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Social Media use by Midwives – an Untapped Potential?

Marsh, A., 2023. Social Media use by Midwives – an Untapped Potential? Masters Thesis (Masters). Bournemouth University.

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MARSH, Anna_M.Res._2023 Redacted.pdf
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Introduction Whilst many women turn to social media for advice in pregnancy, midwives have little involvement with social media within their professional roles. This research aims to explore midwives’ views and experiences of using social media, as well as begin to unpack how midwives are using it. Methodology Phase 1 - A scoping review of the literature was undertaken to explore nurses’ and midwives’ views of using social media. Data were extracted using a tool, codes were generated and then thematic analysis undertaken. Phase 2 - Social media content analysis was used to assess observational data from midwives’ Instagram accounts. Five midwives were identified from the UK, USA, Australia and New Zealand. URLs of their posts about birth from 1/9/20 to 31/08/21 were inputted into a datascraping tool. A coding sheet was then created including elements of birth such as location or mode, and a second developed to further analyse posts categorised as ‘Education’. Ethical Approval Ethical approval was achieved through Bournemouth University Ethics Committee (Ref:34773). Results Phase 1 - Eight papers were identified. Most study participants reported having at least one social media account. Three themes were identified: Knowledge Sharing, Community and Reluctance to Engage. Phase 2 – A total of 1218 images or videos were included, from 918 posts. Most midwives (n= 17) had personal businesses associated with their accounts and were of white ethnicity (n=18). Many images/videos categorised as ‘Education’ (47%). Across all countries, 75% of births were vaginal and 42% used hydrotherapy. Most women portrayed were white (69%). Conclusion Research into social media and midwifery is limited. Midwives are reluctant to engage with it, but literature suggests that social media training could positively influence communication with people using maternity services. Current Instagram usage by midwives is not representative of birth. More research is required to understand the motivation behind midwives’ posts.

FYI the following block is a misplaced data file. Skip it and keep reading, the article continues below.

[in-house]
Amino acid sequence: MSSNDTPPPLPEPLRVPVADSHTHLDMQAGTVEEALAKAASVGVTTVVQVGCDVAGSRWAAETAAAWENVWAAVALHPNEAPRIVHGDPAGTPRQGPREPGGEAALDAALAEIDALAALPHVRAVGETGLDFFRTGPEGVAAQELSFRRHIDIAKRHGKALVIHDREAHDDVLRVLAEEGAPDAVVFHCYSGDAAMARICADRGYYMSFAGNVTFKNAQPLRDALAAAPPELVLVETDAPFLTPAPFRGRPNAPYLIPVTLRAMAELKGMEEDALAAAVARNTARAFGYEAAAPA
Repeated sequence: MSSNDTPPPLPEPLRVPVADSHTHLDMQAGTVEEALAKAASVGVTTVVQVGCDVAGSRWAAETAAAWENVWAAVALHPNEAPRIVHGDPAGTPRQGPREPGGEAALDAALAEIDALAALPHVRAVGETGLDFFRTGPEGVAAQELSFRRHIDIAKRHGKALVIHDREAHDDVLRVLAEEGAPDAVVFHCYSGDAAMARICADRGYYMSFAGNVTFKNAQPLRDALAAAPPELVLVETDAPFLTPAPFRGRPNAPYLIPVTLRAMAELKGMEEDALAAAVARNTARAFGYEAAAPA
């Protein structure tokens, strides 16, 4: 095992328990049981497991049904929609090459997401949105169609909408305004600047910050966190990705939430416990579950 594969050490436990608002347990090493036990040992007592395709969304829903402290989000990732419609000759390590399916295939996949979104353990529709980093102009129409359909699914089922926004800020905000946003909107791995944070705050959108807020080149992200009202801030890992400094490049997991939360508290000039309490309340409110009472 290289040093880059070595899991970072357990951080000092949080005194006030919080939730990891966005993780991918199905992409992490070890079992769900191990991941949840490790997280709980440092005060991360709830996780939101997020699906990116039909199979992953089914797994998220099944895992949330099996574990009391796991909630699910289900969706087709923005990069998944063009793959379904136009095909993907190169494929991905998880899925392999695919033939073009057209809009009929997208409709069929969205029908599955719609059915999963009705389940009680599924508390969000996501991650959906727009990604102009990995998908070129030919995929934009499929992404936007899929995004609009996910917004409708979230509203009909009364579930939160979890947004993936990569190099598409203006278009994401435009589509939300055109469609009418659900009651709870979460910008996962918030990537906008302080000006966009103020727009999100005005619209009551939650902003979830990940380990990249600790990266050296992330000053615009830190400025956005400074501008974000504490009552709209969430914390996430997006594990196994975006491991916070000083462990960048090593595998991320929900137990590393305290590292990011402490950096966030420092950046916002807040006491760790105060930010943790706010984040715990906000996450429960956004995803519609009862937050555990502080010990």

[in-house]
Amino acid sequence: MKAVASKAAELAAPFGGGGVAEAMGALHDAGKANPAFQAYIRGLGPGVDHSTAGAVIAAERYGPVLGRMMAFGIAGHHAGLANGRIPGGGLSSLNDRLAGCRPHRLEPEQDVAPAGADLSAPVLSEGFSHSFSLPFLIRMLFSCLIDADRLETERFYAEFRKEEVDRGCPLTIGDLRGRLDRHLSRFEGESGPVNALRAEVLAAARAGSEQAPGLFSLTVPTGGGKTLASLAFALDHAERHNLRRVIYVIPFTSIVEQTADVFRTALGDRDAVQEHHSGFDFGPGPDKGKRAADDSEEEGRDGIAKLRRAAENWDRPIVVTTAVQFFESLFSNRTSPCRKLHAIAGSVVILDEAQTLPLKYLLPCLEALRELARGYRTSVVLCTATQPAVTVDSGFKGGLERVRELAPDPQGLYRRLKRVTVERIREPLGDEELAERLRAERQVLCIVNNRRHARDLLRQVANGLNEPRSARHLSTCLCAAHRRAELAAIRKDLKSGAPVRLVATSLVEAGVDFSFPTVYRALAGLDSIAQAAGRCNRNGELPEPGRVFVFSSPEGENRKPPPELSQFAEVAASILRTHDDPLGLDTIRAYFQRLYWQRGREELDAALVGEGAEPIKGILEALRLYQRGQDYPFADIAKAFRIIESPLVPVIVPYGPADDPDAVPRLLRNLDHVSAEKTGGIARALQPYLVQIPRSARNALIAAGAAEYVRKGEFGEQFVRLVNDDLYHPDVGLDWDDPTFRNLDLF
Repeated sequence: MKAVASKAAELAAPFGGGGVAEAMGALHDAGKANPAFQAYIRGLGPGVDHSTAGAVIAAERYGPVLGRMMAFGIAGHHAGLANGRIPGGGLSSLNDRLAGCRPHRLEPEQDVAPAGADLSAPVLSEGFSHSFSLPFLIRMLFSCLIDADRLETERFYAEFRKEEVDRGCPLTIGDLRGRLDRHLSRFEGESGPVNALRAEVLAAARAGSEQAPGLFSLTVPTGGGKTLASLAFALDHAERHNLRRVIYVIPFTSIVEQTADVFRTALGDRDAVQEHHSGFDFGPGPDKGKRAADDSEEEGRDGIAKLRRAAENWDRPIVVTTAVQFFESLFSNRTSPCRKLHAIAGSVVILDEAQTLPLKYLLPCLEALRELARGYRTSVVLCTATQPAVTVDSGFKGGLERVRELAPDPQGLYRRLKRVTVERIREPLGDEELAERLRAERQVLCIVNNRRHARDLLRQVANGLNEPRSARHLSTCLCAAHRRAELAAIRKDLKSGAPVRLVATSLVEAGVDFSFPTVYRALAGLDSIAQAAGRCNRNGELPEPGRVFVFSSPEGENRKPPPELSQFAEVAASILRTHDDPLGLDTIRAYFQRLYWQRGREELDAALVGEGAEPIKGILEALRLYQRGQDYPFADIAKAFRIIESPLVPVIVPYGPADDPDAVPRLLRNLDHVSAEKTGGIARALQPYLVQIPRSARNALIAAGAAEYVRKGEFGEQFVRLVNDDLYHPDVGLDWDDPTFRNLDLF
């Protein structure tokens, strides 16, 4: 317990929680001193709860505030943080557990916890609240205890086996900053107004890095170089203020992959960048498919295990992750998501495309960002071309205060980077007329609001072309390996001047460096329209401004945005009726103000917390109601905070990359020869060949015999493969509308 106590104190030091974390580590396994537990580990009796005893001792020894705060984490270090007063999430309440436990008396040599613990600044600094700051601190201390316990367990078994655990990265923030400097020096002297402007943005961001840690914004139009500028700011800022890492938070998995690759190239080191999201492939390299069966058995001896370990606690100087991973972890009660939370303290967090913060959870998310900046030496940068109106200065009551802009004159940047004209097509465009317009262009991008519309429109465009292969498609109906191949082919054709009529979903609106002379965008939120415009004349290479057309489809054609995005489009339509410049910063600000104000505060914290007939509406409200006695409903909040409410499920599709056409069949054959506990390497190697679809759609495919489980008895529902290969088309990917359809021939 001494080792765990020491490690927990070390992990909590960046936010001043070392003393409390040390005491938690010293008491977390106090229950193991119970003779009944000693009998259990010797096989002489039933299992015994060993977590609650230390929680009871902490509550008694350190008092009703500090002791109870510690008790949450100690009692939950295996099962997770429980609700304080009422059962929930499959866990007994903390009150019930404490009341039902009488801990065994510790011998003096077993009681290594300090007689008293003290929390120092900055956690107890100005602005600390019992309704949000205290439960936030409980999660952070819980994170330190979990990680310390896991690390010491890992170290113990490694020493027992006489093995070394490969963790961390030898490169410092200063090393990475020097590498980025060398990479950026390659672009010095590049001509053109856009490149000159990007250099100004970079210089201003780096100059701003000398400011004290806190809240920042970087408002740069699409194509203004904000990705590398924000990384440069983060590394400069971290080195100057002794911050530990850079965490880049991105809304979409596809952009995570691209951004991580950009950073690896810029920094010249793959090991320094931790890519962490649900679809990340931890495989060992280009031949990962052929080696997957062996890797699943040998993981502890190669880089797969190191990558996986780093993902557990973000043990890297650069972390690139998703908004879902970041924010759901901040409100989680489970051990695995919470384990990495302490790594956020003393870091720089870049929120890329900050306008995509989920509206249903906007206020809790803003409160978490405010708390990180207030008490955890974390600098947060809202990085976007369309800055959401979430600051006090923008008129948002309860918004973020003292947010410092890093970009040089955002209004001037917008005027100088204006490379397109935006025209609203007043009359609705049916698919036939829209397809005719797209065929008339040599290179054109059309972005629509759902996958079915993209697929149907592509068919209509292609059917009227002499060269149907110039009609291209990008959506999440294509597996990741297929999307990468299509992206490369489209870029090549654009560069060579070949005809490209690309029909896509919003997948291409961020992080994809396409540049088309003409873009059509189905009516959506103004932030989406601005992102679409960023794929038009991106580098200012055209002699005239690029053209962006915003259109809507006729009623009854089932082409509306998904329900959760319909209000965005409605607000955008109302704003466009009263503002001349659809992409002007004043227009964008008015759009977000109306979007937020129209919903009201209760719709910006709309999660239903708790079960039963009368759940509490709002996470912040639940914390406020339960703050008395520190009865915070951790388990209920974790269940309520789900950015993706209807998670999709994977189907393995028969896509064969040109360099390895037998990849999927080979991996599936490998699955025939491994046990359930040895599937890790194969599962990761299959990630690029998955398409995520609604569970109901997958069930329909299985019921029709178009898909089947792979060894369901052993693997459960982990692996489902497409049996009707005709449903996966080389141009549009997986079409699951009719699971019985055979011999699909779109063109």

Item Type:Thesis (Masters)
Uncontrolled Keywords:social media; midwifery; maternity; communications; integrated thesis;
Group:Faculty of Health & Social Sciences
ID Code:38260
Deposited By: Symplectic RT2
Deposited On:15 Feb 2023 12:38
Last Modified:23 Jan 2024 10:34


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